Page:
Bellingham ( BEL-ing-ham) is the county seat and most populous city of Whatcom County in the U. S. state of Washington. Located 52 miles (84 km) southeast of Vancouver, 90 miles (145 km) north of Seattle, and 21 miles (33 km) south of the Canada-US border, Bellingham is in between two major metropolitan areas, Seattle and Vancouver, British Columbia.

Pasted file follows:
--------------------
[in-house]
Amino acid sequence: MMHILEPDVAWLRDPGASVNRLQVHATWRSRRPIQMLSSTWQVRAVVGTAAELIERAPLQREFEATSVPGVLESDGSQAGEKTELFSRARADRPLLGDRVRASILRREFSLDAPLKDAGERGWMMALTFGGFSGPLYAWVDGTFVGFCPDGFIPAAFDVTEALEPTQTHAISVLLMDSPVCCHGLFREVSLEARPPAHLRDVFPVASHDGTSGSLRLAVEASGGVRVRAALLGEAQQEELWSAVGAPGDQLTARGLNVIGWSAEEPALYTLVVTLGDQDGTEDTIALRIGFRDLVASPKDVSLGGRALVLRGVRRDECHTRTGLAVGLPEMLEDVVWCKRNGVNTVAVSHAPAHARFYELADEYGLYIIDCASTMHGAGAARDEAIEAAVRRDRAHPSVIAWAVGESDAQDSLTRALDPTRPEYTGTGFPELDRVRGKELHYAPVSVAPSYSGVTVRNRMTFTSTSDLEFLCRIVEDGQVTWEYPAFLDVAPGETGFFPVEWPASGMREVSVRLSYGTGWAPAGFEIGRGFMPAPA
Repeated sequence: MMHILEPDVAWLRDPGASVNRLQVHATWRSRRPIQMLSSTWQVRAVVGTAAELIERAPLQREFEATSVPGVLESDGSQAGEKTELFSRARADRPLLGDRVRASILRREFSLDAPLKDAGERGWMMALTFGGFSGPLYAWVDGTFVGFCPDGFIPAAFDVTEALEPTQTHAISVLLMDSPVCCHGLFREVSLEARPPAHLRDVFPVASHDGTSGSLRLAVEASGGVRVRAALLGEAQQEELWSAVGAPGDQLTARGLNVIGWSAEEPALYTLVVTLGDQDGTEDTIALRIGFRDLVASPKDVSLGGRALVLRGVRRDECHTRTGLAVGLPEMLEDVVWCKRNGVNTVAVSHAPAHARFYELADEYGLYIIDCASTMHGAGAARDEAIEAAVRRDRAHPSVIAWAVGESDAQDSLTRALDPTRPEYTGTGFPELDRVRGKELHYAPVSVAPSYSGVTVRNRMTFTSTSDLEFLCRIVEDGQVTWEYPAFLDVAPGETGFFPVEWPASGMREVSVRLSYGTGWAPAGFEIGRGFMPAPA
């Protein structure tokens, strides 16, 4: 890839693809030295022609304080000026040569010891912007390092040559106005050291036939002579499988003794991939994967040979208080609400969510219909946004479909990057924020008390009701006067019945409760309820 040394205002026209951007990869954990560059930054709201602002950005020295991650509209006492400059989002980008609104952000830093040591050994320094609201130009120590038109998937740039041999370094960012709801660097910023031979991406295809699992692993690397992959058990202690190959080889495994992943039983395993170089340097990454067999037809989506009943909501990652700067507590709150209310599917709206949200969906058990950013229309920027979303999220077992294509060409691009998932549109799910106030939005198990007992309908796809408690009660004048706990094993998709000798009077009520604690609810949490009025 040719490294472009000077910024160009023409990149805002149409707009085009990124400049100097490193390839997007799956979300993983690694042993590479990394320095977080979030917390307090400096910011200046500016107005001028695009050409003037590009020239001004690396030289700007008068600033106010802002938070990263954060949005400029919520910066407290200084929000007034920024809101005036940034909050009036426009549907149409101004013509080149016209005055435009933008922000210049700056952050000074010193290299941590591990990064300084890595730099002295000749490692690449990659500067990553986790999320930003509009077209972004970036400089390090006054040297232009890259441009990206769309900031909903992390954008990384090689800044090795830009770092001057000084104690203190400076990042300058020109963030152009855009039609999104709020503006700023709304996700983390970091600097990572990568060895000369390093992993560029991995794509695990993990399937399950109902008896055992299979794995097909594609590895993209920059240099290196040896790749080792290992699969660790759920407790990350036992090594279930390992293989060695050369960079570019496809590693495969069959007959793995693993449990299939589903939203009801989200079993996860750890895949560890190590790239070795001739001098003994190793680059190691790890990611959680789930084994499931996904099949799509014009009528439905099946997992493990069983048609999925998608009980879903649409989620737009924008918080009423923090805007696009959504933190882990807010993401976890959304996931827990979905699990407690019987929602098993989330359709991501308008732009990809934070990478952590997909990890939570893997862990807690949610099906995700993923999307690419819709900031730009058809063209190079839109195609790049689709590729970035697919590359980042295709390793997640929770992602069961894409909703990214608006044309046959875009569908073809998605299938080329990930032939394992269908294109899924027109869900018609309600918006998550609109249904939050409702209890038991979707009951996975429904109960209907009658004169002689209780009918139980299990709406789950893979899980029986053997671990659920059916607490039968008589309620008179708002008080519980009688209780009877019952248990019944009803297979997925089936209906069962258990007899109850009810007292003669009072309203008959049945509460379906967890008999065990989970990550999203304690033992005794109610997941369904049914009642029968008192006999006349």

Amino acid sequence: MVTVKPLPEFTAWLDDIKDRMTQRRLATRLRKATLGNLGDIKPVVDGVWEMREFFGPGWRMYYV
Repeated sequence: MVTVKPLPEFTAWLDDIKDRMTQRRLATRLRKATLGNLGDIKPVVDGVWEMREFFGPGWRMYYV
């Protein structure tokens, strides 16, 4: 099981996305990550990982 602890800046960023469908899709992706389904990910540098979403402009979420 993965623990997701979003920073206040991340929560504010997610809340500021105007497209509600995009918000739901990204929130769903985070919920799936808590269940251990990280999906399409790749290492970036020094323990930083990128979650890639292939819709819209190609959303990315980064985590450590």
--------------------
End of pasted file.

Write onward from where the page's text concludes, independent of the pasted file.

The city's population was 80,885 at the 2010 United States Census. With an April 1, 2019 population estimate of 91,800 per the Washington State Office of Financial Management, Bellingham is the twelfth-most populous city in the state of Washington. The city of Bellingham was incorporated in 1903 through the consolidation of Fairhaven, Whatcom, Sehome and Bellingham: four historic towns that settled beside Bellingham Bay. The bay, where the present-day city and the former town of the same name derive their names from, was named Bellingham Bay by George Vancouver upon arriving to it in June 1792. Its namesake, Sir William Bellingham, was the Controller of Storekeeper Accounts of the Royal Navy during the Vancouver Expedition. Today, Bellingham is the northernmost city with a population of more than 50,000 people in the contiguous United States. The city is a popular tourist destination known for its easy access to outdoor recreation in the San Juan Islands and North Cascades.